Book Review: Fahrenheit 451 by Ray Bradbury

As you may have gathered from my rambling praise (see post here) for the inclusion of Fahrenheit 451 on the Amazon and Goodreads Lifetime Reading List, I find this work of Ray Bradbury’s to be more than a five-star book (but unfortunately that’s all the stars I can technically give it).

In a harrowing, possibly-not-too-far-away dystopian nation, Guy Montag is a fireman. That is, he’s a man who starts fires to eliminate books because their content is viewed as pointless, yet dangerous (gaslighting, much?). Guy’s wife, Millie, is wholly immersed in her television programs, essentially brainwashed to the point of being incapable of independent thought. Guy only has one ally, an old professor and rebel reader, who helps Guy escape after he goes completely rogue.

It’s a short book, so I don’t want to give anything away, but I do want to praise (again) how Bradbury wonderfully explored a potential reality for the United States of America. I’m not usually someone who likes to read into futuristic literature too much—after all, I believe in the power of now, and I believe there are enough rebels out there that if we don’t like the way the world is going, all we need to do is band together to change the future’s course before it becomes regrettable history. But that’s the key: joining together.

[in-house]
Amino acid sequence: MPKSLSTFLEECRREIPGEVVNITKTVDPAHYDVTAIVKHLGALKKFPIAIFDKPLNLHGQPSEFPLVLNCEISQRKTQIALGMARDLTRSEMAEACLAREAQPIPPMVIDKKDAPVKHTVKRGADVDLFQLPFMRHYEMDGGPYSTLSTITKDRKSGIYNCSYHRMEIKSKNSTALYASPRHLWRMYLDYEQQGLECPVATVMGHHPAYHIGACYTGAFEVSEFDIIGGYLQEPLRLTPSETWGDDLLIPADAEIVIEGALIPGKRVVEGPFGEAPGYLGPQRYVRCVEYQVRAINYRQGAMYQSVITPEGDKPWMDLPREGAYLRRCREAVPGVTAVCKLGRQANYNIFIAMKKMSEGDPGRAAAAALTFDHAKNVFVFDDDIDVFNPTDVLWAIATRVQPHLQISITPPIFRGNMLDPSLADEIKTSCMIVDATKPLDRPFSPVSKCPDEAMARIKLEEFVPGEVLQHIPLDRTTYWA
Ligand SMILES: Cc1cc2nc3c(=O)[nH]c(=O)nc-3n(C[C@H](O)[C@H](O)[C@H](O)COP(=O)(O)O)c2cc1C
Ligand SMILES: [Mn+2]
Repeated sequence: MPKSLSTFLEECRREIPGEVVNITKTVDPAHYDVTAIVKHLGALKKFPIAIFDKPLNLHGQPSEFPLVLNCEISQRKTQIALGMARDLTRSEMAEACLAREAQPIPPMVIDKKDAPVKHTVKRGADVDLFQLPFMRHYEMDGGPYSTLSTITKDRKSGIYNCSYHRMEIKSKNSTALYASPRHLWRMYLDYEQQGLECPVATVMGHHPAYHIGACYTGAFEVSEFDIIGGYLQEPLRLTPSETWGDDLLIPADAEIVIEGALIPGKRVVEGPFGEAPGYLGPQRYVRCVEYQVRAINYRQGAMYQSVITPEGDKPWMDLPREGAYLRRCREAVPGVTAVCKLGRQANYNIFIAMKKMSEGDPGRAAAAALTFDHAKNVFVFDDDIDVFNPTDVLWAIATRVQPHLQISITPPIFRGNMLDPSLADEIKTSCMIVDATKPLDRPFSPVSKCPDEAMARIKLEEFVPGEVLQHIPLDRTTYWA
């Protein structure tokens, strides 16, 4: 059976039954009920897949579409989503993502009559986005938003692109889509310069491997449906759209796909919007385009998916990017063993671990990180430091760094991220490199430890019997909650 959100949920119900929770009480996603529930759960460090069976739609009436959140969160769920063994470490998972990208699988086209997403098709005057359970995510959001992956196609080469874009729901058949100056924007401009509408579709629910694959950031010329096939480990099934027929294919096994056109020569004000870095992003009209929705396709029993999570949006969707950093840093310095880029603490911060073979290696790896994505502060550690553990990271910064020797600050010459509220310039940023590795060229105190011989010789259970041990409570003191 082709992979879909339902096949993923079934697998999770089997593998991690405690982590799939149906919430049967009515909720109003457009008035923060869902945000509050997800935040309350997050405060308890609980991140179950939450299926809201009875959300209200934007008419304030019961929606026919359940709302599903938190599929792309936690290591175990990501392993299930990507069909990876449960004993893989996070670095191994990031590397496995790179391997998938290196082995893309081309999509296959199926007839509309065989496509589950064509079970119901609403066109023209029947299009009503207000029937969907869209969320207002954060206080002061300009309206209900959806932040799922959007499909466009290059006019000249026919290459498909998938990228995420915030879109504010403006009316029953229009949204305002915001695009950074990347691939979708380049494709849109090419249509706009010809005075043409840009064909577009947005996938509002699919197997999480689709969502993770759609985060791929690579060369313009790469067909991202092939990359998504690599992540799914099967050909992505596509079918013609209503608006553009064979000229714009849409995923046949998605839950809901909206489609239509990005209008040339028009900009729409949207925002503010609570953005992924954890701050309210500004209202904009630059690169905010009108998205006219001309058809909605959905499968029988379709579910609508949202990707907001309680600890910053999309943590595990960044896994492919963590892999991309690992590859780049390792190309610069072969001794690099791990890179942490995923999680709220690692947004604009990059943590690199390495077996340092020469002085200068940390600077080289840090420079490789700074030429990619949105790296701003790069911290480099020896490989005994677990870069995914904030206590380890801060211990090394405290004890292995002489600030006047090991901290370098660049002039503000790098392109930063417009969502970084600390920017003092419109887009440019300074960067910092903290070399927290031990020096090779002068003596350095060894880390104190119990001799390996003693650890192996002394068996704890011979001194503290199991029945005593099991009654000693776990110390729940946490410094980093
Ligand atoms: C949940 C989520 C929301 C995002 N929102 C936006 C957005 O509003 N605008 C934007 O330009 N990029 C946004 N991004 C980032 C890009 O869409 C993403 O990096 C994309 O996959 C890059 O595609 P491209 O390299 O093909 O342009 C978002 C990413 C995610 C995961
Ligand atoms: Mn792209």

What I adore about Fahrenheit 451 is that it is a call to action to all of us who live and want to continue to live la vie boheme. It’s a classic work for a good reason, and its message should not be forgotten or ignored. The imagery and symbolism Bradbury employs are poignant, and I truly cannot wait to study this book with my kids (we’re homeschooling) and use the Socratic Method to see their thoughts as members of a generation even further removed from the period in which it was written, and also a generation closer to the day I fear this remarkable work of fiction will become reality.

I strongly recommend this book for adults—it went over my head in high school—who value the arts, individualism, literature, and the preservation of our world’s history, no matter how unflattering it’s been.

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